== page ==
When the Snows Melt

                              Jack-in-the-hedge, or Garlic Mustard.  Native to the UK.  An invasive species, but it's yummy.

                              Jack-in-the-hedge, or Garlic Mustard.  Native to the UK.  An invasive species, but it's yummy.

It goes without saying that this was the first real winter in many years, rivaled only by those I experienced when I was a kid.  I remember the snows being deeper then, though...or maybe it was just that I was smaller; but I can never recall the abundance of close-to-zero days and nights we had this season.  

Winter has not lost its grip.  Like a weary traveler come home, it is not wishing to depart again so soon.  Frost outlined the blades of grass struggling out on the lawn.  Crystalline patterns were etched on car windows on my bike ride to school this morning.  Smoke is still coming from the chimney, and the sawdust is still accumulating outside the woodshed--all marks that winter still wishes to have it's say on our planting schedule.

Nonetheless, I have in the past few days put spinach, kale, mustard green, beet, and lettuce seeds in the ground in hopes that the soil has warmed enough in the sun for decent germination.  Always an experiment, this farming thing.  Tubers went in as well.  I dug up part of our patch of Jerusalem Artichokes (or "Sunchokes") and planted scores of their ginger-looking appendages in a few beds around the house.  Potatoes were planted just yesterday in random containers.  This year I have red, gold, and purple potatoes in addition, of course, to James' assorted stock of fingerlings and such.

And not to mention all of the cute little seedlings springing up under fluorescent lights indoors--the tomatoes, peppers, tomatillos, a whole assortment of herbs and flowers, and so forth.  They look happy despite the still-cold outside temperatures.  I think they are delighted to be inside with the wood fire.  

There is some harvesting to do already, though only for edible wild plants.  Wild Garlic and Garlic Mustard, or "Jack-in-the-Hedge," as the Brits call it, has made its appearance in legions all through the woods surrounding the house.  Wild garlic is the oniony-looking stuff that springs up in grassy, chive-like patches.  Good tasting stuff!  But my favorite of the edible wilds has got to be the Jack-in-the-Hedge.  It's excellent mixed in with salads, put in stir-fries in the last minute of cooking, or made into a pesto.  I'll even munch on it raw when I'm meandering through the trees behind the house.  It's pretty unmistakable stuff, and it pops up everywhere--even in town.  I've included some pictures so that you can identify these things yourself.  As always with wild foraging, err on the side of caution, though the Wild Garlic and Jack-in-the-Hedge are easily identified and aren't to be confused with anything poisonous.  I also recommend getting a wild edibles book so you can identify other free-growing tasty foods.  By the way, Morel season is coming!  Best of luck out there, intrepid wild foodies...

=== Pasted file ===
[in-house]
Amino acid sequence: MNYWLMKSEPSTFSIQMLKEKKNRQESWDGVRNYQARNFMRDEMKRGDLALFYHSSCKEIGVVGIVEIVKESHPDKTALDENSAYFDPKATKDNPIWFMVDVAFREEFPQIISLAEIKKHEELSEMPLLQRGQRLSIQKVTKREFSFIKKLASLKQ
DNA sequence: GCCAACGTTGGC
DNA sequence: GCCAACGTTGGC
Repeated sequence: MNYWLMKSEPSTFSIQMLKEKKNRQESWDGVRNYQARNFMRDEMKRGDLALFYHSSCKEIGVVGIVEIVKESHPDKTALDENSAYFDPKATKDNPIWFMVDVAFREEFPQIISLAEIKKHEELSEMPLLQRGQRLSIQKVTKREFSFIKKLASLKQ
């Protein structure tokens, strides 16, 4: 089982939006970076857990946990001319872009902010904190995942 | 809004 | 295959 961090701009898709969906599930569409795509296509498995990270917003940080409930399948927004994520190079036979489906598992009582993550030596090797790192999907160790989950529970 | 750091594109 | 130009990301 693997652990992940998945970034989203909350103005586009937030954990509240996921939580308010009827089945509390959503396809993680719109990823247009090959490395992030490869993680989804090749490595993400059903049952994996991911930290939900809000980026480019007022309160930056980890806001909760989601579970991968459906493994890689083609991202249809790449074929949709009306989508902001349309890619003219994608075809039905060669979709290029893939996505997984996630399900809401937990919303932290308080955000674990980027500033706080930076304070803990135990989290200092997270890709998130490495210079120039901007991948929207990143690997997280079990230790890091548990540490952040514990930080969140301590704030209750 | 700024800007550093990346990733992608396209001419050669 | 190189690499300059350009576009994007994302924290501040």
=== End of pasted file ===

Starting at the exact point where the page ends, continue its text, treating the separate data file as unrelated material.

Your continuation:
Wild Garlic; it grows all over the place.

           Wild Garlic; it grows all over the place.

                                    Wild Garlic bulbs.

                                    Wild Garlic bulbs.